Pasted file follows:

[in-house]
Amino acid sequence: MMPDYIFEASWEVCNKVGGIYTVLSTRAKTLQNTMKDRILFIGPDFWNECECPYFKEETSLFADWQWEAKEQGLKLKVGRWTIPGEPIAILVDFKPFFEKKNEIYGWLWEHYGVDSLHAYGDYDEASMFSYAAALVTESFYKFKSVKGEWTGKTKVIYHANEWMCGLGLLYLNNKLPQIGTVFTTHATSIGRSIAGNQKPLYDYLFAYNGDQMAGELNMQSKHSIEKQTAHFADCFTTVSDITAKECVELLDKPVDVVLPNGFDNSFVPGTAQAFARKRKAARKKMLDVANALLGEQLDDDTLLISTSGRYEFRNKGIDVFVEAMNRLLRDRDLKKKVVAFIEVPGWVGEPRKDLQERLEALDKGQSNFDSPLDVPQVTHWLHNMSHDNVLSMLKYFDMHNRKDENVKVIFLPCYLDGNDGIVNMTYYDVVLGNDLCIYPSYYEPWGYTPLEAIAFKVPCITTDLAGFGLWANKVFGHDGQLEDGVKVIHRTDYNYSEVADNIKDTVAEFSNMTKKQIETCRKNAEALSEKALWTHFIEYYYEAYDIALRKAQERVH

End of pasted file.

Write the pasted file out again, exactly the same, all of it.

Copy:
[in-house]
Amino acid sequence: MMPDYIFEASWEVCNKVGGIYTVLSTRAKTLQNTMKDRILFIGPDFWNECECPYFKEETSLFADWQWEAKEQGLKLKVGRWTIPGEPIAILVDFKPFFEKKNEIYGWLWEHYGVDSLHAYGDYDEASMFSYAAALVTESFYKFKSVKGEWTGKTKVIYHANEWMCGLGLLYLNNKLPQIGTVFTTHATSIGRSIAGNQKPLYDYLFAYNGDQMAGELNMQSKHSIEKQTAHFADCFTTVSDITAKECVELLDKPVDVVLPNGFDNSFVPGTAQAFARKRKAARKKMLDVANALLGEQLDDDTLLISTSGRYEFRNKGIDVFVEAMNRLLRDRDLKKKVVAFIEVPGWVGEPRKDLQERLEALDKGQSNFDSPLDVPQVTHWLHNMSHDNVLSMLKYFDMHNRKDENVKVIFLPCYLDGNDGIVNMTYYDVVLGNDLCIYPSYYEPWGYTPLEAIAFKVPCITTDLAGFGLWANKVFGHDGQLEDGVKVIHRTDYNYSEVADNIKDTVAEFSNMTKKQIETCRKNAEALSEKALWTHFIEYYYEAYDIALRKAQERVH